Crusader
Crusader
Price: £7.15

41 of 44 people found the following review helpful
5.0 out of 5 stars When a Troubadour Was Still a Troubadour ..., 2 April 2005
This review is from: Crusader (Audio CD)
Once, there was a troubadour whose songs told stories about Country Churchyards and houses with Satin Green Shutters, about Lonesome Cowboys, Spacemen and Strippers, and about the devil cheating the Lord in a game of chess for the souls of humanity played on a Spanish Train. In those years, that troubadour's songs were simple, straightforward and enchanting, both musically and lyrically, and he published albums fittingly entitled "Far Beyond These Castle Walls," "Spanish Train and Other Stories" and "At the End of a Perfect Day."
Then, he was discovered. And while (initially) his lyrics at least maintained their poignancy (see "The Getaway"), his music suddenly joined the flood waves of overproduced pop. But just before that point, in 1979, he released what many to this day consider his masterpiece; the album most pointedly embodying the tradition in which, if interviews he gave at the time were to be believed, he saw himself. Supported by the better part Alan Parson's "Project" (minus Parsons himself and Eric Woolfson) - guitarist Ian Bairnson, bassist David Paton, drummer Stuart Elliott and keyboardists Mike Moran and Andrew Powell, the latter of whom also served as the album's producer and conductor - he put together a collection of 12 songs in turn seducing, stirring and soothing the listener's soul. There are soft songs of love and loss like "I Had the Love in My Eyes," "Something Else Again," "It's Such a Long Way Home" and "Quiet Moments." There is the heartrending fairy tale of the "Girl With April in Her Eyes." There is De Burgh's bow to the era's "save the earth" movement, the rallying cry of "Just in Time". There is the sequel to the ghastly game of chess in "Spanish Train" (to which the song's lyrics expressly make reference), the dramatic story of "The Devil's Eye" gazing back at you from your TV screen. And there is a troubadour's look at "Old-Fashioned People" wishing to be carried back to the times and places that they knew.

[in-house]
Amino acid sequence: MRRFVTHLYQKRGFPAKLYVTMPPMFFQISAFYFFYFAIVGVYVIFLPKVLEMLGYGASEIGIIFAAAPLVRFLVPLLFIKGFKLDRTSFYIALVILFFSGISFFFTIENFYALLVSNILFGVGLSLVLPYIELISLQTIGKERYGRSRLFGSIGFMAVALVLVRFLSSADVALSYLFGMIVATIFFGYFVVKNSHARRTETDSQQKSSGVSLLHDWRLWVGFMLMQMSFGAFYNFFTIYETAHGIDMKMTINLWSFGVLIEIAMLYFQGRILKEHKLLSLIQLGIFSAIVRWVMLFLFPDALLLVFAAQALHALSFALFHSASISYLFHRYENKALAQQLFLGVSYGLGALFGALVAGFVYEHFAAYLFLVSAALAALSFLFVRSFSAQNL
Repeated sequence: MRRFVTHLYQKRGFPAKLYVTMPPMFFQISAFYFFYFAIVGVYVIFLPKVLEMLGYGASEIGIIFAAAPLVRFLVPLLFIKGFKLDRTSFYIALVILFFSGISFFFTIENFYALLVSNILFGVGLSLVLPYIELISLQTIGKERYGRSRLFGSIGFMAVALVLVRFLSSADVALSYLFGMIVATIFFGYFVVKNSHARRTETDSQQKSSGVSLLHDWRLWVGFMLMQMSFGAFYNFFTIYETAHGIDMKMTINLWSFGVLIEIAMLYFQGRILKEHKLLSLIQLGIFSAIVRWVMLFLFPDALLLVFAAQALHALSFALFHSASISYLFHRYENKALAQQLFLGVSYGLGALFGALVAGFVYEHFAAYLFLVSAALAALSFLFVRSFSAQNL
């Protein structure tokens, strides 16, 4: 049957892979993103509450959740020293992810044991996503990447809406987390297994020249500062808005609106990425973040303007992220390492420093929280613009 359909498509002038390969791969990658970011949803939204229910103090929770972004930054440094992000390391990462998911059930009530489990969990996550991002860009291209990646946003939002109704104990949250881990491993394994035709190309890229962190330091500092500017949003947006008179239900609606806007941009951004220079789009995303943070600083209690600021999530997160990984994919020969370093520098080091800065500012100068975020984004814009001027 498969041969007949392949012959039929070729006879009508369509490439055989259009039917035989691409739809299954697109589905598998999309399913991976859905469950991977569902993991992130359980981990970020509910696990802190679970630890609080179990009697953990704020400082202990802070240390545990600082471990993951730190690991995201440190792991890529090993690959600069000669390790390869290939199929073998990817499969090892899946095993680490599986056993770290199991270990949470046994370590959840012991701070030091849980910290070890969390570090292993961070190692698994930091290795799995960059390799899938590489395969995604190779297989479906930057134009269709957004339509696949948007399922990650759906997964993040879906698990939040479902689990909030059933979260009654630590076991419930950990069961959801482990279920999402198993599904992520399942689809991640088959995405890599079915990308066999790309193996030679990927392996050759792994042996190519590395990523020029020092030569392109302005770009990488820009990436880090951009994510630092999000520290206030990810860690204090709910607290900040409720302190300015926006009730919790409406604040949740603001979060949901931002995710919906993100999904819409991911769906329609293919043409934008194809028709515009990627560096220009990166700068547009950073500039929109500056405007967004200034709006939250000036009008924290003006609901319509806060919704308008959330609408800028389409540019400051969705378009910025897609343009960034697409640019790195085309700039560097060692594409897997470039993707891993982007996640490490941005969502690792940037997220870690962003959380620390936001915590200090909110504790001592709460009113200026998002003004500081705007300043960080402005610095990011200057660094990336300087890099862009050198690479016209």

But the album's piece de resistance is its title track, an (especially considering the time of its release) epic, nine-minute long tale retelling the story of Richard the Lionheart's crusade; beginning quietly but rising to dramatic heights as the enemies face each other over Jerusalem, and yet, ending on a quiet, pensive note. True, the song's lyrics reflect enormous bias and are, at the very least, historically debatable; and the mere fact that the story is told from a crusader's point of view doesn't do anything to change this, for those who participated in the crusades knew better than to underestimate Saladin or put him down like this - the version we're getting here is the propaganda spread throughout Christian Europe in support of the campaign to "free" Jerusalem. But ultimately, I don't think this part of the song represents the point that Chris De Burgh wants to make. Rather, the song's most important lines are those of the last, reflective verses, which are well worth considering, particularly these days: